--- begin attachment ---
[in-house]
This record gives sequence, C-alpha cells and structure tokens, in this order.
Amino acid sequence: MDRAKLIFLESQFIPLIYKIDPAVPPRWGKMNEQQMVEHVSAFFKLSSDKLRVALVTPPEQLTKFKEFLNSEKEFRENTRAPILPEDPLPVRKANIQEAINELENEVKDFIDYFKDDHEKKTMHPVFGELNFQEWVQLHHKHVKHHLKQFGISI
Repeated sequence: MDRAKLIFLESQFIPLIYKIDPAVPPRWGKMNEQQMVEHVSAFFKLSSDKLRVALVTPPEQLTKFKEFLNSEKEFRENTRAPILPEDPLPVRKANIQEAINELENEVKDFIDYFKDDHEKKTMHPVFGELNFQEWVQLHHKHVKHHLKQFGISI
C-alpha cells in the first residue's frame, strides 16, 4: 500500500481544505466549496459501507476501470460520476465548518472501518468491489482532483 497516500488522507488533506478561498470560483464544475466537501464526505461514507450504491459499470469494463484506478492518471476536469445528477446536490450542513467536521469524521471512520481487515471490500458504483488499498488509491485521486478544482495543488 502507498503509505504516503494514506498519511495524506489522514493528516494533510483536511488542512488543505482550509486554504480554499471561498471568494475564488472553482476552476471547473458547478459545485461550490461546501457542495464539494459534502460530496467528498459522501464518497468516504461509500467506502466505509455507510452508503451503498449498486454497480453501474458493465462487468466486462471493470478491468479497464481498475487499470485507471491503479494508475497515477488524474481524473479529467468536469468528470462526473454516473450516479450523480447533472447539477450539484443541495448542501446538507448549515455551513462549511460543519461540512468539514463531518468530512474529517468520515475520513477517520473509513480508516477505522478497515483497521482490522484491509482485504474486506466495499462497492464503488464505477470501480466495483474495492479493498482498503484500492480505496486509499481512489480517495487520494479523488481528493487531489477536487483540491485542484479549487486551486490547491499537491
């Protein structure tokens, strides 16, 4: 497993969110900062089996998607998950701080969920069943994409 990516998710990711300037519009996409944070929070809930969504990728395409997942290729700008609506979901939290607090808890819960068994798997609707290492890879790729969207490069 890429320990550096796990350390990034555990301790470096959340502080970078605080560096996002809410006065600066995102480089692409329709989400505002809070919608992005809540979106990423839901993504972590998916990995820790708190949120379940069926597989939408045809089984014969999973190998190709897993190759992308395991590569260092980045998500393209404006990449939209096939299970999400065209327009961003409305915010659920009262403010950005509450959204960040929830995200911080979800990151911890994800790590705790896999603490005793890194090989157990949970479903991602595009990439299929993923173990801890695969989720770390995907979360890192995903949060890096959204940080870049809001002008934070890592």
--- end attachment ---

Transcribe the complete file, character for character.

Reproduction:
[in-house]
This record gives sequence, C-alpha cells and structure tokens, in this order.
Amino acid sequence: MDRAKLIFLESQFIPLIYKIDPAVPPRWGKMNEQQMVEHVSAFFKLSSDKLRVALVTPPEQLTKFKEFLNSEKEFRENTRAPILPEDPLPVRKANIQEAINELENEVKDFIDYFKDDHEKKTMHPVFGELNFQEWVQLHHKHVKHHLKQFGISI
Repeated sequence: MDRAKLIFLESQFIPLIYKIDPAVPPRWGKMNEQQMVEHVSAFFKLSSDKLRVALVTPPEQLTKFKEFLNSEKEFRENTRAPILPEDPLPVRKANIQEAINELENEVKDFIDYFKDDHEKKTMHPVFGELNFQEWVQLHHKHVKHHLKQFGISI
C-alpha cells in the first residue's frame, strides 16, 4: 500500500481544505466549496459501507476501470460520476465548518472501518468491489482532483 497516500488522507488533506478561498470560483464544475466537501464526505461514507450504491459499470469494463484506478492518471476536469445528477446536490450542513467536521469524521471512520481487515471490500458504483488499498488509491485521486478544482495543488 502507498503509505504516503494514506498519511495524506489522514493528516494533510483536511488542512488543505482550509486554504480554499471561498471568494475564488472553482476552476471547473458547478459545485461550490461546501457542495464539494459534502460530496467528498459522501464518497468516504461509500467506502466505509455507510452508503451503498449498486454497480453501474458493465462487468466486462471493470478491468479497464481498475487499470485507471491503479494508475497515477488524474481524473479529467468536469468528470462526473454516473450516479450523480447533472447539477450539484443541495448542501446538507448549515455551513462549511460543519461540512468539514463531518468530512474529517468520515475520513477517520473509513480508516477505522478497515483497521482490522484491509482485504474486506466495499462497492464503488464505477470501480466495483474495492479493498482498503484500492480505496486509499481512489480517495487520494479523488481528493487531489477536487483540491485542484479549487486551486490547491499537491
């Protein structure tokens, strides 16, 4: 497993969110900062089996998607998950701080969920069943994409 990516998710990711300037519009996409944070929070809930969504990728395409997942290729700008609506979901939290607090808890819960068994798997609707290492890879790729969207490069 890429320990550096796990350390990034555990301790470096959340502080970078605080560096996002809410006065600066995102480089692409329709989400505002809070919608992005809540979106990423839901993504972590998916990995820790708190949120379940069926597989939408045809089984014969999973190998190709897993190759992308395991590569260092980045998500393209404006990449939209096939299970999400065209327009961003409305915010659920009262403010950005509450959204960040929830995200911080979800990151911890994800790590705790896999603490005793890194090989157990949970479903991602595009990439299929993923173990801890695969989720770390995907979360890192995903949060890096959204940080870049809001002008934070890592």